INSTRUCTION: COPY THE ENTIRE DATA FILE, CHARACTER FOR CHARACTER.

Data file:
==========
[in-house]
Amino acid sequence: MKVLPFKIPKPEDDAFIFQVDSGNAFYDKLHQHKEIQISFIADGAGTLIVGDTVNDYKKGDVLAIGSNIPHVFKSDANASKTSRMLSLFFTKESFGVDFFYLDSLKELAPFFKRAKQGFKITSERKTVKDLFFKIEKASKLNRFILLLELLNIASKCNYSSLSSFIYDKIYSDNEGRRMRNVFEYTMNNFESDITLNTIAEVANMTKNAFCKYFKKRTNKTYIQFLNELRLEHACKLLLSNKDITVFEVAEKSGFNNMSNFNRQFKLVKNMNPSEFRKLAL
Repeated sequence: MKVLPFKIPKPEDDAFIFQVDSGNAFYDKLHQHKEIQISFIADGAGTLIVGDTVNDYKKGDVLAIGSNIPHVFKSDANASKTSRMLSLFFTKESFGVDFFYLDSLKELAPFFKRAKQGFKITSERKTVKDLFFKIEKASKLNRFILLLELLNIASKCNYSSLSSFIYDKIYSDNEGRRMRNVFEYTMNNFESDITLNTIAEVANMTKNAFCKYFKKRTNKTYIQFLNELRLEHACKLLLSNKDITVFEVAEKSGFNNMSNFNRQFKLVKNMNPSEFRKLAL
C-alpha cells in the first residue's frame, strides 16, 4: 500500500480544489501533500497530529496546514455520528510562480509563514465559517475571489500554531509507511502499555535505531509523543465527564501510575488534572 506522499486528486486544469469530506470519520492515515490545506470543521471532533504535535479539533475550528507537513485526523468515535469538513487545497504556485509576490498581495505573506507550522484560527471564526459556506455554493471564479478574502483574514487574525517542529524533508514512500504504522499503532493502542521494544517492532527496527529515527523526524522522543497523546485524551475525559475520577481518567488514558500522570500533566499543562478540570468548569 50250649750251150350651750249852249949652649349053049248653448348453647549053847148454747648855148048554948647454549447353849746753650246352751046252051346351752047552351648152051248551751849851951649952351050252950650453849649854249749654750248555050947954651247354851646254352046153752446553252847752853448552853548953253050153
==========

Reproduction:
[in-house]
Amino acid sequence: MKVLPFKIPKPEDDAFIFQVDSGNAFYDKLHQHKEIQISFIADGAGTLIVGDTVNDYKKGDVLAIGSNIPHVFKSDANASKTSRMLSLFFTKESFGVDFFYLDSLKELAPFFKRAKQGFKITSERKTVKDLFFKIEKASKLNRFILLLELLNIASKCNYSSLSSFIYDKIYSDNEGRRMRNVFEYTMNNFESDITLNTIAEVANMTKNAFCKYFKKRTNKTYIQFLNELRLEHACKLLLSNKDITVFEVAEKSGFNNMSNFNRQFKLVKNMNPSEFRKLAL
Repeated sequence: MKVLPFKIPKPEDDAFIFQVDSGNAFYDKLHQHKEIQISFIADGAGTLIVGDTVNDYKKGDVLAIGSNIPHVFKSDANASKTSRMLSLFFTKESFGVDFFYLDSLKELAPFFKRAKQGFKITSERKTVKDLFFKIEKASKLNRFILLLELLNIASKCNYSSLSSFIYDKIYSDNEGRRMRNVFEYTMNNFESDITLNTIAEVANMTKNAFCKYFKKRTNKTYIQFLNELRLEHACKLLLSNKDITVFEVAEKSGFNNMSNFNRQFKLVKNMNPSEFRKLAL
C-alpha cells in the first residue's frame, strides 16, 4: 500500500480544489501533500497530529496546514455520528510562480509563514465559517475571489500554531509507511502499555535505531509523543465527564501510575488534572 506522499486528486486544469469530506470519520492515515490545506470543521471532533504535535479539533475550528507537513485526523468515535469538513487545497504556485509576490498581495505573506507550522484560527471564526459556506455554493471564479478574502483574514487574525517542529524533508514512500504504522499503532493502542521494544517492532527496527529515527523526524522522543497523546485524551475525559475520577481518567488514558500522570500533566499543562478540570468548569 50250649750251150350651750249852249949652649349053049248653448348453647549053847148454747648855148048554948647454549447353849746753650246352751046252051346351752047552351648152051248551751849851951649952351050252950650453849649854249749654750248555050947954651247354851646254352046153752446553252847752853448552853548953253050153